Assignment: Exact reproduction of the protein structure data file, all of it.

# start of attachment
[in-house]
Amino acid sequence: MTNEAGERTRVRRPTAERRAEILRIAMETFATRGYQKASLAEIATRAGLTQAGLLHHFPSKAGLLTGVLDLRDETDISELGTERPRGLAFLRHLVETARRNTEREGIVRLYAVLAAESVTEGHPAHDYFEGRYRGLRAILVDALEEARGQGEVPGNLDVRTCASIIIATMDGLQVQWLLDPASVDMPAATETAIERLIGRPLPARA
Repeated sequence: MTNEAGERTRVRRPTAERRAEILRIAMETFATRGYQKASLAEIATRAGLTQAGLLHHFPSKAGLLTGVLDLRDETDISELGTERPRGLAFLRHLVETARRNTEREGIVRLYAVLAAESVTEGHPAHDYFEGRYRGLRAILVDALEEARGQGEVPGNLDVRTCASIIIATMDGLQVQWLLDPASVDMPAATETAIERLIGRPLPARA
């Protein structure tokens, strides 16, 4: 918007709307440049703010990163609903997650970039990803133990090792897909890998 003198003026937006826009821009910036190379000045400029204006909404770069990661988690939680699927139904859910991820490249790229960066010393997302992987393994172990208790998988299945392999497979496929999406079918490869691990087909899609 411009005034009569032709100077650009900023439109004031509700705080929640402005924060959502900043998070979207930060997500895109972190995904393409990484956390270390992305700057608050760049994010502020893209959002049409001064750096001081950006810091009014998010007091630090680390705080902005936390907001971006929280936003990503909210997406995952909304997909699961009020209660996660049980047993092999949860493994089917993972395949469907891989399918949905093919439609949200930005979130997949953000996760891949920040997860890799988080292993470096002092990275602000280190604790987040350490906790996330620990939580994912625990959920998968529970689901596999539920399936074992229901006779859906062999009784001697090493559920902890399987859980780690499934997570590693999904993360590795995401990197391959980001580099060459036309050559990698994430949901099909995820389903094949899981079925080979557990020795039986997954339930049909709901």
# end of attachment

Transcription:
[in-house]
Amino acid sequence: MTNEAGERTRVRRPTAERRAEILRIAMETFATRGYQKASLAEIATRAGLTQAGLLHHFPSKAGLLTGVLDLRDETDISELGTERPRGLAFLRHLVETARRNTEREGIVRLYAVLAAESVTEGHPAHDYFEGRYRGLRAILVDALEEARGQGEVPGNLDVRTCASIIIATMDGLQVQWLLDPASVDMPAATETAIERLIGRPLPARA
Repeated sequence: MTNEAGERTRVRRPTAERRAEILRIAMETFATRGYQKASLAEIATRAGLTQAGLLHHFPSKAGLLTGVLDLRDETDISELGTERPRGLAFLRHLVETARRNTEREGIVRLYAVLAAESVTEGHPAHDYFEGRYRGLRAILVDALEEARGQGEVPGNLDVRTCASIIIATMDGLQVQWLLDPASVDMPAATETAIERLIGRPLPARA
């Protein structure tokens, strides 16, 4: 918007709307440049703010990163609903997650970039990803133990090792897909890998 003198003026937006826009821009910036190379000045400029204006909404770069990661988690939680699927139904859910991820490249790229960066010393997302992987393994172990208790998988299945392999497979496929999406079918490869691990087909899609 411009005034009569032709100077650009900023439109004031509700705080929640402005924060959502900043998070979207930060997500895109972190995904393409990484956390270390992305700057608050760049994010502020893209959002049409001064750096001081950006810091009014998010007091630090680390705080902005936390907001971006929280936003990503909210997406995952909304997909699961009020209660996660049980047993092999949860493994089917993972395949469907891989399918949905093919439609949200930005979130997949953000996760891949920040997860890799988080292993470096002092990275602000280190604790987040350490906790996330620990939580994912625990959920998968529970689901596999539920399936074992229901006779859906062999009784001697090493559920902890399987859980780690499934997570590693999904993360590795995401990197391959980001580099060459036309050559990698994430949901099909995820389903094949899981079925080979557990020795039986997954339930049909709901």